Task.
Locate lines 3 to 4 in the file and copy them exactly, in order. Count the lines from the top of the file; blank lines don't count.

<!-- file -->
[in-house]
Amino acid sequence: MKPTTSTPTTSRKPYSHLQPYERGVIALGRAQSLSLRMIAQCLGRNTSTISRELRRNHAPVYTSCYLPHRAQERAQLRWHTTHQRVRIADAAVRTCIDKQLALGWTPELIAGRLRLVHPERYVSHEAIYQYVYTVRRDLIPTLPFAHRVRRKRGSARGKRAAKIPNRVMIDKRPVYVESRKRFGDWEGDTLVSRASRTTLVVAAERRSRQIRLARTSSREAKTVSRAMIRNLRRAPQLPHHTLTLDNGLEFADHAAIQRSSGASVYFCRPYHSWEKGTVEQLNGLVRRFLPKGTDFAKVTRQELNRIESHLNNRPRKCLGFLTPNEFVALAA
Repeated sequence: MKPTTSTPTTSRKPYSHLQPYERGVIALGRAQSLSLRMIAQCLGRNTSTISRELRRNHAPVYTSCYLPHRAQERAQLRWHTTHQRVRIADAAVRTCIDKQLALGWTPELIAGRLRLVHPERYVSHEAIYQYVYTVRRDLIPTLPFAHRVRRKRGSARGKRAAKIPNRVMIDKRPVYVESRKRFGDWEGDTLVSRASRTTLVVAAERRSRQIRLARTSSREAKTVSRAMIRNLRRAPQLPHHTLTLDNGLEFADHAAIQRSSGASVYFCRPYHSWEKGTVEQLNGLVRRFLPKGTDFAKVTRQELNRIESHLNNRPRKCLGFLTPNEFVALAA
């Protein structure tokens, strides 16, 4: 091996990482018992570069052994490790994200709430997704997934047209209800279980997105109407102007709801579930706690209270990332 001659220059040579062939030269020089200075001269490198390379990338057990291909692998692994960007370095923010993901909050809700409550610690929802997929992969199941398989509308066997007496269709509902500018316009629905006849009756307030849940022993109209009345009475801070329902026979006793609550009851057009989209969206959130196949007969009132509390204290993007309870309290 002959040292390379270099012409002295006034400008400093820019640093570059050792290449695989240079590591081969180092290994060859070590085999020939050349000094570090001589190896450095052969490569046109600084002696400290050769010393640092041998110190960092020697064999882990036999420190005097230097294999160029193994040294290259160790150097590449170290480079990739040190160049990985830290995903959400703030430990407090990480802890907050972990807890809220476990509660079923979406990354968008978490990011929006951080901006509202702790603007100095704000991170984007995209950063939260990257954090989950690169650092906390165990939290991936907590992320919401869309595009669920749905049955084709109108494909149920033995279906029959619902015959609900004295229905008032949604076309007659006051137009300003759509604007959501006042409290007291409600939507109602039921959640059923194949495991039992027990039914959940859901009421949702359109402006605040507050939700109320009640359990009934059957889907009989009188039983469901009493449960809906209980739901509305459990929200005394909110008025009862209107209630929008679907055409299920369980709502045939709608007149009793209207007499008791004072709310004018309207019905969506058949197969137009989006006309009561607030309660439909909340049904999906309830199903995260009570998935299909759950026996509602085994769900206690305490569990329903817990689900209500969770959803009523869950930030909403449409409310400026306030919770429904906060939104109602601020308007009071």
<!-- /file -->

Repeated sequence: MKPTTSTPTTSRKPYSHLQPYERGVIALGRAQSLSLRMIAQCLGRNTSTISRELRRNHAPVYTSCYLPHRAQERAQLRWHTTHQRVRIADAAVRTCIDKQLALGWTPELIAGRLRLVHPERYVSHEAIYQYVYTVRRDLIPTLPFAHRVRRKRGSARGKRAAKIPNRVMIDKRPVYVESRKRFGDWEGDTLVSRASRTTLVVAAERRSRQIRLARTSSREAKTVSRAMIRNLRRAPQLPHHTLTLDNGLEFADHAAIQRSSGASVYFCRPYHSWEKGTVEQLNGLVRRFLPKGTDFAKVTRQELNRIESHLNNRPRKCLGFLTPNEFVALAA
């Protein structure tokens, strides 16, 4: 091996990482018992570069052994490790994200709430997704997934047209209800279980997105109407102007709801579930706690209270990332 001659220059040579062939030269020089200075001269490198390379990338057990291909692998692994960007370095923010993901909050809700409550610690929802997929992969199941398989509308066997007496269709509902500018316009629905006849009756307030849940022993109209009345009475801070329902026979006793609550009851057009989209969206959130196949007969009132509390204290993007309870309290 002959040292390379270099012409002295006034400008400093820019640093570059050792290449695989240079590591081969180092290994060859070590085999020939050349000094570090001589190896450095052969490569046109600084002696400290050769010393640092041998110190960092020697064999882990036999420190005097230097294999160029193994040294290259160790150097590449170290480079990739040190160049990985830290995903959400703030430990407090990480802890907050972990807890809220476990509660079923979406990354968008978490990011929006951080901006509202702790603007100095704000991170984007995209950063939260990257954090989950690169650092906390165990939290991936907590992320919401869309595009669920749905049955084709109108494909149920033995279906029959619902015959609900004295229905008032949604076309007659006051137009300003759509604007959501006042409290007291409600939507109602039921959640059923194949495991039992027990039914959940859901009421949702359109402006605040507050939700109320009640359990009934059957889907009989009188039983469901009493449960809906209980739901509305459990929200005394909110008025009862209107209630929008679907055409299920369980709502045939709608007149009793209207007499008791004072709310004018309207019905969506058949197969137009989006006309009561607030309660439909909340049904999906309830199903995260009570998935299909759950026996509602085994769900206690305490569990329903817990689900209500969770959803009523869950930030909403449409409310400026306030919770429904906060939104109602601020308007009071």